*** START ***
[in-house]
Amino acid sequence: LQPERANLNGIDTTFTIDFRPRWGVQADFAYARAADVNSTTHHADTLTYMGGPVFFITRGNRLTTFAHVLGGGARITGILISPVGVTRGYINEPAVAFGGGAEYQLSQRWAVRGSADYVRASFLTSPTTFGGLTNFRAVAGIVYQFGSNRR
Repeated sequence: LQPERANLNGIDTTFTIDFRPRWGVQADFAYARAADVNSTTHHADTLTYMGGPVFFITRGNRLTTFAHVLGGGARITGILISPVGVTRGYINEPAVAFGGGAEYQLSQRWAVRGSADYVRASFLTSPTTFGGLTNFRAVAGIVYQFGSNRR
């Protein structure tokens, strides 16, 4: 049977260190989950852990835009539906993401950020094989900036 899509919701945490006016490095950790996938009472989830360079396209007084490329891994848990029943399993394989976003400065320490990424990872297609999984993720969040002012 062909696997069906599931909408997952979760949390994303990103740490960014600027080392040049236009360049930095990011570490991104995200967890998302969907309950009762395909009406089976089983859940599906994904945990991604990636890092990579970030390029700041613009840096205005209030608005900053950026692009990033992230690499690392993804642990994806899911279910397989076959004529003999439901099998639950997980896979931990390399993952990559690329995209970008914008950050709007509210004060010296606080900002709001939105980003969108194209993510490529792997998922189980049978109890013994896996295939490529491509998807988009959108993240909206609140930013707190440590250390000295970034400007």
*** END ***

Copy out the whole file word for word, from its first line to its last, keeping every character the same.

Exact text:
[in-house]
Amino acid sequence: LQPERANLNGIDTTFTIDFRPRWGVQADFAYARAADVNSTTHHADTLTYMGGPVFFITRGNRLTTFAHVLGGGARITGILISPVGVTRGYINEPAVAFGGGAEYQLSQRWAVRGSADYVRASFLTSPTTFGGLTNFRAVAGIVYQFGSNRR
Repeated sequence: LQPERANLNGIDTTFTIDFRPRWGVQADFAYARAADVNSTTHHADTLTYMGGPVFFITRGNRLTTFAHVLGGGARITGILISPVGVTRGYINEPAVAFGGGAEYQLSQRWAVRGSADYVRASFLTSPTTFGGLTNFRAVAGIVYQFGSNRR
């Protein structure tokens, strides 16, 4: 049977260190989950852990835009539906993401950020094989900036 899509919701945490006016490095950790996938009472989830360079396209007084490329891994848990029943399993394989976003400065320490990424990872297609999984993720969040002012 062909696997069906599931909408997952979760949390994303990103740490960014600027080392040049236009360049930095990011570490991104995200967890998302969907309950009762395909009406089976089983859940599906994904945990991604990636890092990579970030390029700041613009840096205005209030608005900053950026692009990033992230690499690392993804642990994806899911279910397989076959004529003999439901099998639950997980896979931990390399993952990559690329995209970008914008950050709007509210004060010296606080900002709001939105980003969108194209993510490529792997998922189980049978109890013994896996295939490529491509998807988009959108993240909206609140930013707190440590250390000295970034400007």